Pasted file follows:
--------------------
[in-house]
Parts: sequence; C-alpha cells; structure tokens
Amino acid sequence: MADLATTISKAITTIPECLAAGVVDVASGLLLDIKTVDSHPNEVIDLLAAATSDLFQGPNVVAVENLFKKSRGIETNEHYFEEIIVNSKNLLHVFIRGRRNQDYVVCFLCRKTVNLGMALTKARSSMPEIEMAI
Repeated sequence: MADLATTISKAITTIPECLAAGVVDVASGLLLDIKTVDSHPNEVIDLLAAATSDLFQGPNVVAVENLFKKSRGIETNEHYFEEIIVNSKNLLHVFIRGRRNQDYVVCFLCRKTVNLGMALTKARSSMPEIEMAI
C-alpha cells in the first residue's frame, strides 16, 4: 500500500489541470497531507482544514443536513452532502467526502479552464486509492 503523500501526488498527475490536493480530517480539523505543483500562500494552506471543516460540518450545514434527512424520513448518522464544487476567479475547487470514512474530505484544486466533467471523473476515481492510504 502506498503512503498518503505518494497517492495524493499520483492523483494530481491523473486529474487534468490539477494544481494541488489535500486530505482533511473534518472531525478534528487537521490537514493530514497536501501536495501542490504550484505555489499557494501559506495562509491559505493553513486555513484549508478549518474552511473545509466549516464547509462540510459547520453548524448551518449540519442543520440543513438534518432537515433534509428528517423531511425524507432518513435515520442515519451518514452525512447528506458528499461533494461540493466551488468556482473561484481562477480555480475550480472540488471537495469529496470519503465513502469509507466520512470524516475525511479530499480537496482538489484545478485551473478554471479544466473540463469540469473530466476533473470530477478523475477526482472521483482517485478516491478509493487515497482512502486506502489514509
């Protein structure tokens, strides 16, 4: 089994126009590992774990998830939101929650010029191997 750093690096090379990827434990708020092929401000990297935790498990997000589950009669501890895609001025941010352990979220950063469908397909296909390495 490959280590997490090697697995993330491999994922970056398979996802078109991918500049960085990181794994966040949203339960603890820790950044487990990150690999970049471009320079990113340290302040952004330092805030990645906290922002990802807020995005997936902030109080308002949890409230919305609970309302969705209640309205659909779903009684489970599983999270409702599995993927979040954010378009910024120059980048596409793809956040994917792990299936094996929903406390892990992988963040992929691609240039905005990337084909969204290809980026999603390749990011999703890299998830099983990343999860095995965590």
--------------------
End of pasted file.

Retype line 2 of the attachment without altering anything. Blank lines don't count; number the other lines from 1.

Parts: sequence; C-alpha cells; structure tokens